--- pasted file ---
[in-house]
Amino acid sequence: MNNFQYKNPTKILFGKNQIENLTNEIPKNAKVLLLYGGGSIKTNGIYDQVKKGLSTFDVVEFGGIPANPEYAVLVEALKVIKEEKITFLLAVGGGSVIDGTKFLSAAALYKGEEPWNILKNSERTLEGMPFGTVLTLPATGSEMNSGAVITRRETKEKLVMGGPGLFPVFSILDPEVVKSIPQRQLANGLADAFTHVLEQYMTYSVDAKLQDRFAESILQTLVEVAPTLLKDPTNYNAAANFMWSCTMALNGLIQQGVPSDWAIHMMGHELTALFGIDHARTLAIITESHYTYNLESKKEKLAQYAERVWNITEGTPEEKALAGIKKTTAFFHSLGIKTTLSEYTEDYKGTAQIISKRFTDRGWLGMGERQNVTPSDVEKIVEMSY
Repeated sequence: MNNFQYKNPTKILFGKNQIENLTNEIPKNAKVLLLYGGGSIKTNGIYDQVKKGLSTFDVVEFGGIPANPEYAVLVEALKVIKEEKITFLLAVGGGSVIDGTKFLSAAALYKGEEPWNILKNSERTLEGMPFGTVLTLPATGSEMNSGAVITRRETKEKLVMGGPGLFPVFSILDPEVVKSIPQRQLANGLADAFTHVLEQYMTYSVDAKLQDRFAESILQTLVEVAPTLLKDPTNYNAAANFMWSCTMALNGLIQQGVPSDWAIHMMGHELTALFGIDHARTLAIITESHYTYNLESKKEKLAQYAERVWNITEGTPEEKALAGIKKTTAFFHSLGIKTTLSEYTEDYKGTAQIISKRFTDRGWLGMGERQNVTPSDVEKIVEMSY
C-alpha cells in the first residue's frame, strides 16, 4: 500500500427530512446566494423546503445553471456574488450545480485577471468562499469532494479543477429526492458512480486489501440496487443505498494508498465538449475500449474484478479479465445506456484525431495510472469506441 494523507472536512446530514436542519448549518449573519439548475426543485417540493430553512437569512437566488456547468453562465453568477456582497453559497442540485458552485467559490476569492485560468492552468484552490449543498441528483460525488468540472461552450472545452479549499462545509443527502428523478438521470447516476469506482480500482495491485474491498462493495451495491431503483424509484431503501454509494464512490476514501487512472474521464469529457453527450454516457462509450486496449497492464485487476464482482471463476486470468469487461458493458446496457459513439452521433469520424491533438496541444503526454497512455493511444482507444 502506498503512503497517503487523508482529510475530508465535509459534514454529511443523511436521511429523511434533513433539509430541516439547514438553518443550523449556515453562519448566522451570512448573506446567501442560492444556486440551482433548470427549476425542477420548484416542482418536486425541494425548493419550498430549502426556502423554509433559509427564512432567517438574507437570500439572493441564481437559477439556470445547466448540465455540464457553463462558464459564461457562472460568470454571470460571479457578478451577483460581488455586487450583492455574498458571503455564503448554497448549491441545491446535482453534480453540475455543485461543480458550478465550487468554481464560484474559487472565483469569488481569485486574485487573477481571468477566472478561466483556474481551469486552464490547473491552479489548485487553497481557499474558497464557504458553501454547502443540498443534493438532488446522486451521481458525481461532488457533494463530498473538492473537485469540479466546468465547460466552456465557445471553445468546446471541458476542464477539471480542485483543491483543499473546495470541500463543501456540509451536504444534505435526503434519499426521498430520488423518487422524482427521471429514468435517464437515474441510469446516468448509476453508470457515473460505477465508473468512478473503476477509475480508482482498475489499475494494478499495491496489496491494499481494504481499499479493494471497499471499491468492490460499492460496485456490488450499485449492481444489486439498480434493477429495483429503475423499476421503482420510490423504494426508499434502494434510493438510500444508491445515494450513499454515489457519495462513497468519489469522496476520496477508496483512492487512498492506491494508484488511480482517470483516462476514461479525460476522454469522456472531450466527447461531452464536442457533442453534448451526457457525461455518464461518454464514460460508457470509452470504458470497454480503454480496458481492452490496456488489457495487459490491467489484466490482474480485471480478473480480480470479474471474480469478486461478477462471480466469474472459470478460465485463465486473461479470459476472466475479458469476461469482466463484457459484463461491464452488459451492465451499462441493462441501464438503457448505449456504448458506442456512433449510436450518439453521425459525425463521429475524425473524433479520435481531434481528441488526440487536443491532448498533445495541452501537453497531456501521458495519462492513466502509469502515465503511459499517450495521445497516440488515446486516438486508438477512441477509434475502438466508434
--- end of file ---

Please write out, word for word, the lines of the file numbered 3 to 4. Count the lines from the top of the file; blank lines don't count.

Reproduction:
Repeated sequence: MNNFQYKNPTKILFGKNQIENLTNEIPKNAKVLLLYGGGSIKTNGIYDQVKKGLSTFDVVEFGGIPANPEYAVLVEALKVIKEEKITFLLAVGGGSVIDGTKFLSAAALYKGEEPWNILKNSERTLEGMPFGTVLTLPATGSEMNSGAVITRRETKEKLVMGGPGLFPVFSILDPEVVKSIPQRQLANGLADAFTHVLEQYMTYSVDAKLQDRFAESILQTLVEVAPTLLKDPTNYNAAANFMWSCTMALNGLIQQGVPSDWAIHMMGHELTALFGIDHARTLAIITESHYTYNLESKKEKLAQYAERVWNITEGTPEEKALAGIKKTTAFFHSLGIKTTLSEYTEDYKGTAQIISKRFTDRGWLGMGERQNVTPSDVEKIVEMSY
C-alpha cells in the first residue's frame, strides 16, 4: 500500500427530512446566494423546503445553471456574488450545480485577471468562499469532494479543477429526492458512480486489501440496487443505498494508498465538449475500449474484478479479465445506456484525431495510472469506441 494523507472536512446530514436542519448549518449573519439548475426543485417540493430553512437569512437566488456547468453562465453568477456582497453559497442540485458552485467559490476569492485560468492552468484552490449543498441528483460525488468540472461552450472545452479549499462545509443527502428523478438521470447516476469506482480500482495491485474491498462493495451495491431503483424509484431503501454509494464512490476514501487512472474521464469529457453527450454516457462509450486496449497492464485487476464482482471463476486470468469487461458493458446496457459513439452521433469520424491533438496541444503526454497512455493511444482507444 502506498503512503497517503487523508482529510475530508465535509459534514454529511443523511436521511429523511434533513433539509430541516439547514438553518443550523449556515453562519448566522451570512448573506446567501442560492444556486440551482433548470427549476425542477420548484416542482418536486425541494425548493419550498430549502426556502423554509433559509427564512432567517438574507437570500439572493441564481437559477439556470445547466448540465455540464457553463462558464459564461457562472460568470454571470460571479457578478451577483460581488455586487450583492455574498458571503455564503448554497448549491441545491446535482453534480453540475455543485461543480458550478465550487468554481464560484474559487472565483469569488481569485486574485487573477481571468477566472478561466483556474481551469486552464490547473491552479489548485487553497481557499474558497464557504458553501454547502443540498443534493438532488446522486451521481458525481461532488457533494463530498473538492473537485469540479466546468465547460466552456465557445471553445468546446471541458476542464477539471480542485483543491483543499473546495470541500463543501456540509451536504444534505435526503434519499426521498430520488423518487422524482427521471429514468435517464437515474441510469446516468448509476453508470457515473460505477465508473468512478473503476477509475480508482482498475489499475494494478499495491496489496491494499481494504481499499479493494471497499471499491468492490460499492460496485456490488450499485449492481444489486439498480434493477429495483429503475423499476421503482420510490423504494426508499434502494434510493438510500444508491445515494450513499454515489457519495462513497468519489469522496476520496477508496483512492487512498492506491494508484488511480482517470483516462476514461479525460476522454469522456472531450466527447461531452464536442457533442453534448451526457457525461455518464461518454464514460460508457470509452470504458470497454480503454480496458481492452490496456488489457495487459490491467489484466490482474480485471480478473480480480470479474471474480469478486461478477462471480466469474472459470478460465485463465486473461479470459476472466475479458469476461469482466463484457459484463461491464452488459451492465451499462441493462441501464438503457448505449456504448458506442456512433449510436450518439453521425459525425463521429475524425473524433479520435481531434481528441488526440487536443491532448498533445495541452501537453497531456501521458495519462492513466502509469502515465503511459499517450495521445497516440488515446486516438486508438477512441477509434475502438466508434